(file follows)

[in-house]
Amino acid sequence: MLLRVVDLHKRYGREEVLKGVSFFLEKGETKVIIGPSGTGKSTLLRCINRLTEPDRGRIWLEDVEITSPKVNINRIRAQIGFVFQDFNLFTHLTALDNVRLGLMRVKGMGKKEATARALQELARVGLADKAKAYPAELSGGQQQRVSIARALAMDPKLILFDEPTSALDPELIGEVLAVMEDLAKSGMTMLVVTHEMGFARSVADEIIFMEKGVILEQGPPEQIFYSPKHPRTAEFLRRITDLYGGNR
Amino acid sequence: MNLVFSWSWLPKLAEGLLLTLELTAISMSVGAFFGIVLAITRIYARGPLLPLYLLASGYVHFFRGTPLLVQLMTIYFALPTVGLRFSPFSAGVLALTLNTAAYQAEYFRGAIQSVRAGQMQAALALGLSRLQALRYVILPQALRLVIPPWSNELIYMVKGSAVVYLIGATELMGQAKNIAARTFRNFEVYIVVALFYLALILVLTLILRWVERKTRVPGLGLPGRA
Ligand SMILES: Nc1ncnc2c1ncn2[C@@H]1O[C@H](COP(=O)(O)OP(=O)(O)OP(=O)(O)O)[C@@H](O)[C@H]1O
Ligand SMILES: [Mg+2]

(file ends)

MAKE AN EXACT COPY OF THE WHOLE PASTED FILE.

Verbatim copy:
[in-house]
Amino acid sequence: MLLRVVDLHKRYGREEVLKGVSFFLEKGETKVIIGPSGTGKSTLLRCINRLTEPDRGRIWLEDVEITSPKVNINRIRAQIGFVFQDFNLFTHLTALDNVRLGLMRVKGMGKKEATARALQELARVGLADKAKAYPAELSGGQQQRVSIARALAMDPKLILFDEPTSALDPELIGEVLAVMEDLAKSGMTMLVVTHEMGFARSVADEIIFMEKGVILEQGPPEQIFYSPKHPRTAEFLRRITDLYGGNR
Amino acid sequence: MNLVFSWSWLPKLAEGLLLTLELTAISMSVGAFFGIVLAITRIYARGPLLPLYLLASGYVHFFRGTPLLVQLMTIYFALPTVGLRFSPFSAGVLALTLNTAAYQAEYFRGAIQSVRAGQMQAALALGLSRLQALRYVILPQALRLVIPPWSNELIYMVKGSAVVYLIGATELMGQAKNIAARTFRNFEVYIVVALFYLALILVLTLILRWVERKTRVPGLGLPGRA
Ligand SMILES: Nc1ncnc2c1ncn2[C@@H]1O[C@H](COP(=O)(O)OP(=O)(O)OP(=O)(O)O)[C@@H](O)[C@H]1O
Ligand SMILES: [Mg+2]